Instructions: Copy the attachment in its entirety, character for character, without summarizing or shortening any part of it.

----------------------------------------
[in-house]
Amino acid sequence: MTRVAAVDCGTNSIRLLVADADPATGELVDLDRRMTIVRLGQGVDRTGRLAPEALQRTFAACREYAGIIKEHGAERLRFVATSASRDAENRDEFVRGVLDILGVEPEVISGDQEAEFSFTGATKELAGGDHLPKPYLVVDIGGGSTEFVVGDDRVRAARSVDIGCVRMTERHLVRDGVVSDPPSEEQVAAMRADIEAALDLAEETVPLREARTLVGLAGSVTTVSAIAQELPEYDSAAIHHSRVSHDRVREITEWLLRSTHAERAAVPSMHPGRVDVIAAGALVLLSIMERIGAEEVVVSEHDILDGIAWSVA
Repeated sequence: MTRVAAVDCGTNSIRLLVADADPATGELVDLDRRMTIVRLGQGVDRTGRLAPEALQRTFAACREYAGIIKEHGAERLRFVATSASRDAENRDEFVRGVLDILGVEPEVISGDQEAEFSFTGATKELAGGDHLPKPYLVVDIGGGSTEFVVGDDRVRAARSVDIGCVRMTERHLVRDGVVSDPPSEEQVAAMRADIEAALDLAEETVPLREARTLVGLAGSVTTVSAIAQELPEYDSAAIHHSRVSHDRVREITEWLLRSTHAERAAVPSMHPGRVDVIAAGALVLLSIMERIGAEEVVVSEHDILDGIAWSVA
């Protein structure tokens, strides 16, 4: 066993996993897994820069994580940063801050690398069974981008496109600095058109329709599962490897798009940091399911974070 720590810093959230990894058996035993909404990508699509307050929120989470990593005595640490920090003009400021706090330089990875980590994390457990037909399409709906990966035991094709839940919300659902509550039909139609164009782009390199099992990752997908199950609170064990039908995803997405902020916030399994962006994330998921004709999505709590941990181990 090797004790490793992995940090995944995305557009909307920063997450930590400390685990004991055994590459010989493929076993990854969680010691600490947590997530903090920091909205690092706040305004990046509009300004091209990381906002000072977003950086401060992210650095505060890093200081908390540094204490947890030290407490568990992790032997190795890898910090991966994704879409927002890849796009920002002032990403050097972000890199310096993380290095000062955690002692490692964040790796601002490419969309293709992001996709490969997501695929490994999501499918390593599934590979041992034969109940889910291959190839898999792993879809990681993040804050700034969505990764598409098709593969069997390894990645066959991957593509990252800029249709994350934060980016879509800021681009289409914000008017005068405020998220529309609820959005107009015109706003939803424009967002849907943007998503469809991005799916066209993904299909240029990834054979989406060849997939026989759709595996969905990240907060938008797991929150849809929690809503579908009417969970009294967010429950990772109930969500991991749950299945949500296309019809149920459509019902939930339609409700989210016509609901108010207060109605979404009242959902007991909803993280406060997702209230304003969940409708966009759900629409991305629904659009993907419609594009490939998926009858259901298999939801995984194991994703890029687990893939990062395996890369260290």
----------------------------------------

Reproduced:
[in-house]
Amino acid sequence: MTRVAAVDCGTNSIRLLVADADPATGELVDLDRRMTIVRLGQGVDRTGRLAPEALQRTFAACREYAGIIKEHGAERLRFVATSASRDAENRDEFVRGVLDILGVEPEVISGDQEAEFSFTGATKELAGGDHLPKPYLVVDIGGGSTEFVVGDDRVRAARSVDIGCVRMTERHLVRDGVVSDPPSEEQVAAMRADIEAALDLAEETVPLREARTLVGLAGSVTTVSAIAQELPEYDSAAIHHSRVSHDRVREITEWLLRSTHAERAAVPSMHPGRVDVIAAGALVLLSIMERIGAEEVVVSEHDILDGIAWSVA
Repeated sequence: MTRVAAVDCGTNSIRLLVADADPATGELVDLDRRMTIVRLGQGVDRTGRLAPEALQRTFAACREYAGIIKEHGAERLRFVATSASRDAENRDEFVRGVLDILGVEPEVISGDQEAEFSFTGATKELAGGDHLPKPYLVVDIGGGSTEFVVGDDRVRAARSVDIGCVRMTERHLVRDGVVSDPPSEEQVAAMRADIEAALDLAEETVPLREARTLVGLAGSVTTVSAIAQELPEYDSAAIHHSRVSHDRVREITEWLLRSTHAERAAVPSMHPGRVDVIAAGALVLLSIMERIGAEEVVVSEHDILDGIAWSVA
């Protein structure tokens, strides 16, 4: 066993996993897994820069994580940063801050690398069974981008496109600095058109329709599962490897798009940091399911974070 720590810093959230990894058996035993909404990508699509307050929120989470990593005595640490920090003009400021706090330089990875980590994390457990037909399409709906990966035991094709839940919300659902509550039909139609164009782009390199099992990752997908199950609170064990039908995803997405902020916030399994962006994330998921004709999505709590941990181990 090797004790490793992995940090995944995305557009909307920063997450930590400390685990004991055994590459010989493929076993990854969680010691600490947590997530903090920091909205690092706040305004990046509009300004091209990381906002000072977003950086401060992210650095505060890093200081908390540094204490947890030290407490568990992790032997190795890898910090991966994704879409927002890849796009920002002032990403050097972000890199310096993380290095000062955690002692490692964040790796601002490419969309293709992001996709490969997501695929490994999501499918390593599934590979041992034969109940889910291959190839898999792993879809990681993040804050700034969505990764598409098709593969069997390894990645066959991957593509990252800029249709994350934060980016879509800021681009289409914000008017005068405020998220529309609820959005107009015109706003939803424009967002849907943007998503469809991005799916066209993904299909240029990834054979989406060849997939026989759709595996969905990240907060938008797991929150849809929690809503579908009417969970009294967010429950990772109930969500991991749950299945949500296309019809149920459509019902939930339609409700989210016509609901108010207060109605979404009242959902007991909803993280406060997702209230304003969940409708966009759900629409991305629904659009993907419609594009490939998926009858259901298999939801995984194991994703890029687990893939990062395996890369260290």